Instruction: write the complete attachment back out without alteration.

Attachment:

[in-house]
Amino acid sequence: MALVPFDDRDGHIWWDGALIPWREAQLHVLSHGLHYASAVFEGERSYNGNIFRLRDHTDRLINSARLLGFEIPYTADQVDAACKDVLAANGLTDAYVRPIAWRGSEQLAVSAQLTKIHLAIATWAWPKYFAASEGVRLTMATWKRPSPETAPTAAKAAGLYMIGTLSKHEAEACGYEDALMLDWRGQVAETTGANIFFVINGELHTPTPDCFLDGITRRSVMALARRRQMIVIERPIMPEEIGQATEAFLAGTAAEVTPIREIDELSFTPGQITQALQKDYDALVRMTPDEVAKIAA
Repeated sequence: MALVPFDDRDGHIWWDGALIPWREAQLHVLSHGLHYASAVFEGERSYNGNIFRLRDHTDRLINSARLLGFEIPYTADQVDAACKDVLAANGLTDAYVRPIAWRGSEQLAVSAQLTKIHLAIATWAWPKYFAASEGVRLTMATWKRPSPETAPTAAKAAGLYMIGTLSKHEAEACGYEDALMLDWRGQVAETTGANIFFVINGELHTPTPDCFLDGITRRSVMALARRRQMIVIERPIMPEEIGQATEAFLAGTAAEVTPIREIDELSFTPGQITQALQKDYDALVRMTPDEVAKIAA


[in-house]
Amino acid sequence: MALVPFDDRDGHIWWDGALIPWREAQLHVLSHGLHYASAVFEGERSYNGNIFRLRDHTDRLINSARLLGFEIPYTADQVDAACKDVLAANGLTDAYVRPIAWRGSEQLAVSAQLTKIHLAIATWAWPKYFAASEGVRLTMATWKRPSPETAPTAAKAAGLYMIGTLSKHEAEACGYEDALMLDWRGQVAETTGANIFFVINGELHTPTPDCFLDGITRRSVMALARRRQMIVIERPIMPEEIGQATEAFLAGTAAEVTPIREIDELSFTPGQITQALQKDYDALVRMTPDEVAKIAA
Repeated sequence: MALVPFDDRDGHIWWDGALIPWREAQLHVLSHGLHYASAVFEGERSYNGNIFRLRDHTDRLINSARLLGFEIPYTADQVDAACKDVLAANGLTDAYVRPIAWRGSEQLAVSAQLTKIHLAIATWAWPKYFAASEGVRLTMATWKRPSPETAPTAAKAAGLYMIGTLSKHEAEACGYEDALMLDWRGQVAETTGANIFFVINGELHTPTPDCFLDGITRRSVMALARRRQMIVIERPIMPEEIGQATEAFLAGTAAEVTPIREIDELSFTPGQITQALQKDYDALVRMTPDEVAKIAA